The Power Of Potassium

The Power Of Potassium

We’ve talked about several different minerals in past blog entries. Potassium is the mineral of choice for this week’s post for several reasons, and it’s a mineral that people with kidney problems should be sure to pay close attention to. What potassium does in the body First, let’s explore what potassium does in the body. This mineral is often referred to as an “electrolyte.” Electrolytes are electrically charged particles, called ions, which our cells use to maintain voltage across our cell membranes and carry electrical impulses, such as nerve impulses, to other cells. (Bet you didn’t think you had all this electrical activity in your body, did you?) Some of the main electrolytes in our bodies, besides potassium, are sodium, chloride, calcium, and magnesium. Your kidneys help regulate the amount of electrolytes in the body. Potassium’s job is to help nerve conduction, help regulate your heartbeat, and help your muscles contract. It also works to maintain proper fluid balance between your cells and body fluids. The body is a fine-tuned machine in that, as long as it’s healthy and functioning properly, things will work as they should. This means that, as long as your kidneys are working up to par, they’ll regulate the amount of potassium that your body needs. However, people with diabetes who have kidney disease need to be especially careful of their potassium intake, as levels can get too high in the body when the kidneys don’t work as they should. Too much potassium is just as dangerous as too little. Your physician can measure the amount of potassium in your blood with a simple blood test. A normal, or “safe” level of potassium is between 3.7 and 5.2 milliequivalents per liter (mEq/L). Levels below or above this range are a cause for concer Continue reading >>

What Is The Connection Between Diabetes And Potassium?

What Is The Connection Between Diabetes And Potassium?

Usually, your body processes the food you eat and turns it into a sugar called glucose. Your body uses glucose for energy. Insulin is a hormone your pancreas produces. Your body uses the insulin to help move glucose into cells throughout your body. If you have diabetes, your body is unable to produce or use insulin efficiently. Type 1 diabetes isn’t preventable, but you can prevent type 2 diabetes. Type 2 diabetes, or adult-onset diabetes, usually occurs in people ages 35 and older. Potassium is an electrolyte and mineral that helps keep your bodily fluids at the proper level. Your body can do the following if your fluids are in check: contract your muscles without pain keep your heart beating correctly keep your brain functioning at its highest capability If you don’t maintain the right level of potassium, you can experience a variety of symptom that include simple muscle cramps to more serious conditions, such as seizures. According to recent research, there may be a link between type 2 diabetes and low potassium levels. Although people recognize that potassium affects diabetes, research is ongoing to determine why this may happen. Researchers in one study at Johns Hopkins University School of Medicine linked low levels of potassium with high levels of insulin and glucose in people who were otherwise healthy. Low levels of potassium with high levels of insulin and glucose are both traits doctors associate with diabetes. One 2011 study found that people taking thiazides to treat high blood pressure experienced a loss of electrolytes, such as potassium. Researchers noted that this loss might increase a person’s risk of developing diabetes. And along with that, researchers have also linked potassium levels to high blood pressure. Even though low potassium may incre Continue reading >>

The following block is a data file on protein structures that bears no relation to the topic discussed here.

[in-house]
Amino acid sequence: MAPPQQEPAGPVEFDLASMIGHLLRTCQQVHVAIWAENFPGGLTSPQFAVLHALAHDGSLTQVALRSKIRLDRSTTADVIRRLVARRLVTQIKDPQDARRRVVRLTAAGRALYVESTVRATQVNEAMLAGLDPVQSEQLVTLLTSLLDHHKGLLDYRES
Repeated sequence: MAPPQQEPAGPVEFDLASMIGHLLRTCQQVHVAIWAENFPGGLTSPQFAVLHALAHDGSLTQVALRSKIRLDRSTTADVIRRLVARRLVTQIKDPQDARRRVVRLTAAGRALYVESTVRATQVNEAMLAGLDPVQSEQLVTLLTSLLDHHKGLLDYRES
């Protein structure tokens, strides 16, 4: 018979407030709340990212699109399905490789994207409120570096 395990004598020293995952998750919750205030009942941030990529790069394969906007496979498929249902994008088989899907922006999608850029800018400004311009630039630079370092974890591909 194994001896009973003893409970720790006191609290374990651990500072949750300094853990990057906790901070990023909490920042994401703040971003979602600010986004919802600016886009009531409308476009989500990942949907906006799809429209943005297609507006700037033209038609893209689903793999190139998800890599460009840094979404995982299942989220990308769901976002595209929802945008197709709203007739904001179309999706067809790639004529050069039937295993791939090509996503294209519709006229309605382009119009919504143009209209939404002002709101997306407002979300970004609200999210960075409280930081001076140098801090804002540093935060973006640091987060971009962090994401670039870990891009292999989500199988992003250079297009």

Potassium-rich Diets Could Protect Diabetic Patients' Kidneys

Potassium-rich Diets Could Protect Diabetic Patients' Kidneys

Diabetes patients are at risk for a wide variety of negative health outcomes during the progression of their disease. One such area of concern is kidney function. New research hopes to spark further investigation into ways to tackle these disorders with dietary potassium. Diabetes is a growing problem. The Center for Disease Control and Prevention (CDC) estimate there are 29.1 million diabetics in America. Worryingly, the CDC also predict that this number will double or triple over the next few decades. If that forecast is correct, between 1 in 3 and 1 in 5 Americans may be diabetic by 2050. Although obesity is known to be a major factor, the search is on for other dietary risk factors that might be easier to correct. Controlling diet in diabetes is an essential part of the treatment plan, and low-sodium and reduced-calorie diets are the most commonly recommended. The standard diet that clinicians advise for diabetics is essentially a healthy, well-balanced diet with an extra focus on reducing salt. Renal and cardiovascular problems in diabetes Type 2 diabetes significantly increases an individual's chance of end-stage renal disease (ESRD) and cardiovascular disease (CVD). Hyperglycemia (excess blood glucose), hypertension (high blood pressure) and dyslipidemia (excess lipids in the blood) are well-known risk factors for both ESRD and CVD. In the general population, potassium is recognized as a means to prevent hypertension and stroke. However, its effects on ESRD and CVD onset are not well investigated, especially within a diabetic population with healthy cardiovascular and kidney function. The role of potassium Potassium is a vital mineral involved in the normal functioning of all the cells, tissues and organs of the body. Along with sodium, chloride, calcium and magn Continue reading >>